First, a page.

Billings, A.C., Angelini, J.R., & Wu, D. (2011). Nationalistic notions of the superpowers: Comparative analyses of the American and Chinese telecasts in the 2008 Beijing Olympiad.  Journal of Broadcasting & Electronic Media, 55(2), 251-266.

Billings, A.C., Angelini, J.R., & Eastman, S.T. (2005).  The hidden gender biases in televised golf announcing.  Mass Communication & Society, 8(2), 155-171.

Billings, A.C. & Eastman, S.T. (2003).  Framing identities: Gender, ethnic, and national parity in network announcing of the 2002 Winter Olympics.  Journal of Communication, 53(4), 369-386.

Billings, A.C., Halone, K.K., & Denham, B.E. (2002).  ‘Man’ that was a ‘pretty’ shot: An analysis of gendered broadcast commentary of the 2000 mens’ and womens’ NCAA Final Four basketball tournaments. Mass Communication & Society, 5(3), 295-315.

Eastman, S.T. & Billings, A.C. (2000).  Sportscasting and sports reporting: The power of gender bias, Journal of Sport and Social Issues, 24(1), 192-212.

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  1. […] nationality and gender in Slovenian 2008 Summer Olympic television coverage” I co-authored with Andrew Billings from the University of Alabama.  The abstract of this article can be read […]

  2. […] closest to coverage parity female athletes get,” Sarah Laskow notes that the data found by Andy Billings shows a significant increase in coverage of female athletes, for at the closing of the games, […]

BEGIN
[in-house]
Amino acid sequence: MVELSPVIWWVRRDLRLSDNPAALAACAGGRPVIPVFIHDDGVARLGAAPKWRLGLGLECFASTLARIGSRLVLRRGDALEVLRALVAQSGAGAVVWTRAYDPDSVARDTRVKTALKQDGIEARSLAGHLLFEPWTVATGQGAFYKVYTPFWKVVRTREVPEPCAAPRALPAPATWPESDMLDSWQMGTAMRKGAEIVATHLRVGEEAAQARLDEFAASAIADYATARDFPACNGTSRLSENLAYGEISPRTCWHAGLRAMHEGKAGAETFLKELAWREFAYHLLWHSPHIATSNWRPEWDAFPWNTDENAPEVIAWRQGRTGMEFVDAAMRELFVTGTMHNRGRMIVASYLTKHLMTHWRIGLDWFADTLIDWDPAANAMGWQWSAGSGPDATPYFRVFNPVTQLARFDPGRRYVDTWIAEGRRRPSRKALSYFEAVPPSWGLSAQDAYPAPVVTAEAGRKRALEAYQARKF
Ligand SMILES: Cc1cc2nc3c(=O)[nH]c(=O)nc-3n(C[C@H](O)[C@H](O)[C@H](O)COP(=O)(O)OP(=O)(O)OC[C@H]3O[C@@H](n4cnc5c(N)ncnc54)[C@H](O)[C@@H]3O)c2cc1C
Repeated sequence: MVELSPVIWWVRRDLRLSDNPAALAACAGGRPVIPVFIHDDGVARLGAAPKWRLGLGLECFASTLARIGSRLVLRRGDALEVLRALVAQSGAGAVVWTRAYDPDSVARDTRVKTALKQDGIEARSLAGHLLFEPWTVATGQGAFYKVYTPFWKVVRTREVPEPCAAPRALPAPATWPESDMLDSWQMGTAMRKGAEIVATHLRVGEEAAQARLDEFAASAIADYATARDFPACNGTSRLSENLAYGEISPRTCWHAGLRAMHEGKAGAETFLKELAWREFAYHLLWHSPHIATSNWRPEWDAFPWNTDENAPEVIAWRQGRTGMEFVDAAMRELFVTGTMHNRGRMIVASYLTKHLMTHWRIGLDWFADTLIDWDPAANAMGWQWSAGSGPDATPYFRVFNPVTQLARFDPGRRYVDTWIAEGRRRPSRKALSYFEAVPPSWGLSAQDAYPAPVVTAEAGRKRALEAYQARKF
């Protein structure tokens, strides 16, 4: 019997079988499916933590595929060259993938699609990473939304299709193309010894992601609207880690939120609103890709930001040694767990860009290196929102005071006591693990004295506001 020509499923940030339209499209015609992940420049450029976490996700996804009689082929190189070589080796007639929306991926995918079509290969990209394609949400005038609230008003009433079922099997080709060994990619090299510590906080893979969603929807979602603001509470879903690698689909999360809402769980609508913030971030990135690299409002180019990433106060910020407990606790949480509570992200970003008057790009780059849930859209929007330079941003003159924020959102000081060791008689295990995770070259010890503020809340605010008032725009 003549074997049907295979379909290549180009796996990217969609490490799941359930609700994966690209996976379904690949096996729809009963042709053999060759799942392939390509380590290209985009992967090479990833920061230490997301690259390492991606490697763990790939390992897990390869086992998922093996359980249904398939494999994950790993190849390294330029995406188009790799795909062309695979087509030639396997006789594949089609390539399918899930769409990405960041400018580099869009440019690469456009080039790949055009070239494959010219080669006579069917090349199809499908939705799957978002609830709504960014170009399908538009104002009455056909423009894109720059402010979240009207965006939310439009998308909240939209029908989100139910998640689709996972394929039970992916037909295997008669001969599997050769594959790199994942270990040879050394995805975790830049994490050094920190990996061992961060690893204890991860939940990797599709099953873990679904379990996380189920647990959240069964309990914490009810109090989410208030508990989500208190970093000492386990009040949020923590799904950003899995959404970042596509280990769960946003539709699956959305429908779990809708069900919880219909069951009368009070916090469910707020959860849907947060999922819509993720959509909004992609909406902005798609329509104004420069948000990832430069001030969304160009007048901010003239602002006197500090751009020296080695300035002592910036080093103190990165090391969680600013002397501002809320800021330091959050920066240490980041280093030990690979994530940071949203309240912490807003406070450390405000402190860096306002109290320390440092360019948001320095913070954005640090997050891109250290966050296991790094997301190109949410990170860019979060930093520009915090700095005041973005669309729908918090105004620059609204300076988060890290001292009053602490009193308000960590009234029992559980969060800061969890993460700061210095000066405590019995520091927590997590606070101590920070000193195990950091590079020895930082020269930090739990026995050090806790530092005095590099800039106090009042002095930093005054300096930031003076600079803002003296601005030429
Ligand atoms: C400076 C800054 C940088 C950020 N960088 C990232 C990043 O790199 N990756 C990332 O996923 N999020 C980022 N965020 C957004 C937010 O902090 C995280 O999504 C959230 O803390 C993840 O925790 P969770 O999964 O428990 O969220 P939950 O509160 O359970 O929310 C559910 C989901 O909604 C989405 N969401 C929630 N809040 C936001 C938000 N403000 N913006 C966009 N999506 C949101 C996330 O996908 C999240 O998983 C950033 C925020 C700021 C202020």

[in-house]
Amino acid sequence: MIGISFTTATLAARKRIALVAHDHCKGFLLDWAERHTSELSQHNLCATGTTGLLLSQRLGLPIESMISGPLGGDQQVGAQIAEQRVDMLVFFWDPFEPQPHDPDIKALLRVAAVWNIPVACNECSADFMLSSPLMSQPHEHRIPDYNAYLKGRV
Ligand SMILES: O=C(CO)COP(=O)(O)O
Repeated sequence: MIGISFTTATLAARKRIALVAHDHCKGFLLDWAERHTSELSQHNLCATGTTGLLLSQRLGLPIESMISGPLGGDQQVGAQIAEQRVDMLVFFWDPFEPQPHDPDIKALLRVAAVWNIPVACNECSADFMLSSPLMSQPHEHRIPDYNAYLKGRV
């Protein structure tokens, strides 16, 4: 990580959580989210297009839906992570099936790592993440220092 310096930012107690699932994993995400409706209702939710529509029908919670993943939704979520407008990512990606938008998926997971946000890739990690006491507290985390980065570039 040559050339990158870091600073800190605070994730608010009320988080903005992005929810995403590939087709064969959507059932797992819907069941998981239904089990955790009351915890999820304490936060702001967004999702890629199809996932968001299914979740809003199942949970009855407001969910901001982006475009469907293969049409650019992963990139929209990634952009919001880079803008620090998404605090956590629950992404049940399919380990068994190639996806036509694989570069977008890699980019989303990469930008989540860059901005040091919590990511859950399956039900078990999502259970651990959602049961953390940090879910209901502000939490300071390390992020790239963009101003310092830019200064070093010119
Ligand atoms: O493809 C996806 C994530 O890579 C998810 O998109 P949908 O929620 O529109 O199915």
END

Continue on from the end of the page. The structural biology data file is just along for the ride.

3. […] Dr. Billings has been monumentally influential in shaping my career. He has really helped me find my voice in this field, and he introduced me to Olympic research, something I never thought I would be interested in pursuing. My dissertation chairs, Dr. Bruce Berger and Dr. Eyun-Jung Ki, have also been influential. Dr. Berger mentored me throughout my doctoral career, and I’ve learned so much from him about how to be a well-rounded public relations scholar. Dr. Ki was my first research professor, and she taught me how to conduct research effectively. […]

  4. […] Andy Billings (left), a credited author, self-professed sports media scholar and the Ronald Reagan Chair of Broadcasting at the University of Alabama since 2011, chimed in on the topic Wednesday. Having conducted rigorous research on the topic of fantasy sports play, his opinion on the matter has been requested time and again. […]